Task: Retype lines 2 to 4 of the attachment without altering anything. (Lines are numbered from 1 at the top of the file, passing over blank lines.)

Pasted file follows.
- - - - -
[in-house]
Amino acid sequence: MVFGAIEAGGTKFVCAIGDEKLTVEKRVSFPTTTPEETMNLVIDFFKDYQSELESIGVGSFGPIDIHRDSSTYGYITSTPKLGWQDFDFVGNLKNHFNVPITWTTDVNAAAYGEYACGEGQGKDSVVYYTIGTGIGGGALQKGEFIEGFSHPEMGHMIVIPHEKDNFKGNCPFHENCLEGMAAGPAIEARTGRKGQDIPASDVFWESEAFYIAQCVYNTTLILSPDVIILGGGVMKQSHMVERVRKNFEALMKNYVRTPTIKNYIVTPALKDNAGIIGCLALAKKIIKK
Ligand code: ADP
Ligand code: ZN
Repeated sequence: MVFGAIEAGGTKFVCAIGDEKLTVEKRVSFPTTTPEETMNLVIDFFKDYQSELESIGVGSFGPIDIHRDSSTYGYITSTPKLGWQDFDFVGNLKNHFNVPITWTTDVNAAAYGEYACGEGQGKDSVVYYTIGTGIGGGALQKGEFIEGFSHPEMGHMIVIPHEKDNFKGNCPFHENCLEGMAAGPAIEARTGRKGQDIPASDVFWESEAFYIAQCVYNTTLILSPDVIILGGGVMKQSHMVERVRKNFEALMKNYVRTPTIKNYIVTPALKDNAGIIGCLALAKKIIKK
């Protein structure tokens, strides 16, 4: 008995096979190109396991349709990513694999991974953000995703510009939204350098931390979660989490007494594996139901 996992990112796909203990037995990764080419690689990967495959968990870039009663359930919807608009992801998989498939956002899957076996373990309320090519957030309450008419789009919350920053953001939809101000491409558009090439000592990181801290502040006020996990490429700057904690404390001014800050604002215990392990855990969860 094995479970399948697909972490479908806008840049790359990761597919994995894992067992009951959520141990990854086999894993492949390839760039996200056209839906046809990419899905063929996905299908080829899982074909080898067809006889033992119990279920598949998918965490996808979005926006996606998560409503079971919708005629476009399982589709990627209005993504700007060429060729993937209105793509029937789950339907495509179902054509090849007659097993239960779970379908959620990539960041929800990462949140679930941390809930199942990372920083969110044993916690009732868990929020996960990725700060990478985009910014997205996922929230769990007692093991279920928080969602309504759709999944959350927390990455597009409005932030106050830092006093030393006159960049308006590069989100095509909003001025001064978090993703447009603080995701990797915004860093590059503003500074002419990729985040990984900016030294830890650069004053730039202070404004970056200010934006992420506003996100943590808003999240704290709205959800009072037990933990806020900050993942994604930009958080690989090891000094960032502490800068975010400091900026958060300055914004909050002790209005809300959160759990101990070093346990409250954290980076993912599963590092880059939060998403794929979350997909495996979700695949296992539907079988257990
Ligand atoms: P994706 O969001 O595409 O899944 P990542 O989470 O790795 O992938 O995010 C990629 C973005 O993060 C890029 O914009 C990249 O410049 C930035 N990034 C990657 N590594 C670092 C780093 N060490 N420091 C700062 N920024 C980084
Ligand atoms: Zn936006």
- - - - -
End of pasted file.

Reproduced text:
Amino acid sequence: MVFGAIEAGGTKFVCAIGDEKLTVEKRVSFPTTTPEETMNLVIDFFKDYQSELESIGVGSFGPIDIHRDSSTYGYITSTPKLGWQDFDFVGNLKNHFNVPITWTTDVNAAAYGEYACGEGQGKDSVVYYTIGTGIGGGALQKGEFIEGFSHPEMGHMIVIPHEKDNFKGNCPFHENCLEGMAAGPAIEARTGRKGQDIPASDVFWESEAFYIAQCVYNTTLILSPDVIILGGGVMKQSHMVERVRKNFEALMKNYVRTPTIKNYIVTPALKDNAGIIGCLALAKKIIKK
Ligand code: ADP
Ligand code: ZN